British judge advocate-general James St Clair confirmed that orders were given and my research has since convinced me that Lord Kitchener and his subordinates gave those orders. • The courts martial members cited compelling mitigation for Morant, Handcock and Witton. Recommendations for mercy were made that the three accused be spared death sentences. However, only Witton’s sentence was commuted. After confirming the death sentences, Lord Kitchener left Pretoria and told his staff he was uncontactable, thereby denying the Australians their legal right to appeal to King Edward and seek the assistance of the Australian government. This was a calculated perversion of the course of justice.
This case has drawn the atten- tion of senior Australian legal counsel and MPs, including noted jurist and human rights advocate Geoffrey Robertson QC, who said: “They were treated monstrously. Certainly by today’s standards they were not given any of the human rights that international treaties require men facing the death penalty to be given. But even by the standards of 1902 they were treated improperly, unlawfully.”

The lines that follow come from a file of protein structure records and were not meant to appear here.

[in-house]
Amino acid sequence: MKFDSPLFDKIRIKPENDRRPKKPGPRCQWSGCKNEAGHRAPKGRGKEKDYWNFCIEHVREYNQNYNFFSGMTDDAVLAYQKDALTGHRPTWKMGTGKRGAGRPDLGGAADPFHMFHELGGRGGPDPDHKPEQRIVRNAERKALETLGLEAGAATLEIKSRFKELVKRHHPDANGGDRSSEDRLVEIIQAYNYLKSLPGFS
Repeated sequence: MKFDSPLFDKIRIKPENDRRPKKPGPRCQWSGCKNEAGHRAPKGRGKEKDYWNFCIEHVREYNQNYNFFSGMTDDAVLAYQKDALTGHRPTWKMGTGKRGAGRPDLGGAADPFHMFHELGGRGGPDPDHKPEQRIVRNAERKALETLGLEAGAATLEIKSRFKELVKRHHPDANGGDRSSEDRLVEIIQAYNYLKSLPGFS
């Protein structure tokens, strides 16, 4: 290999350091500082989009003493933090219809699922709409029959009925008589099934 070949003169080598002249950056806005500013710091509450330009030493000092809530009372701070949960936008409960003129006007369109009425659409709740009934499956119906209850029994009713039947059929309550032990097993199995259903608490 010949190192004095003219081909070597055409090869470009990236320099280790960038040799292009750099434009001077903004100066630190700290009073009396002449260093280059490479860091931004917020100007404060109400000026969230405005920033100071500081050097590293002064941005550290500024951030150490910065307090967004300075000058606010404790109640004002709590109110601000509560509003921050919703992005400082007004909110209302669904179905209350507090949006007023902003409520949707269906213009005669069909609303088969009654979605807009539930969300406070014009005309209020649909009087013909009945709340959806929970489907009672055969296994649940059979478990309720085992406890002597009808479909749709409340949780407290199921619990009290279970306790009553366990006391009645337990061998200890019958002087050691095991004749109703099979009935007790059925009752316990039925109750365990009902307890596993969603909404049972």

Sir Laurence Street, former chief justice of NSW, has called on the British government to appoint an inquiry on the grounds that: “This is an appalling affront to any general notions of justice, and an appalling injustice to the remaining living man. This was an exercise of the administration of criminal justice which sadly miscarried.” In 2010, the Australian House of Representatives petitions committee declared the case “strong and compelling and deserving of justice”. How then to bridge this gap between Australia’s realisation that this case reflects some injustice, and British intransigence and denial?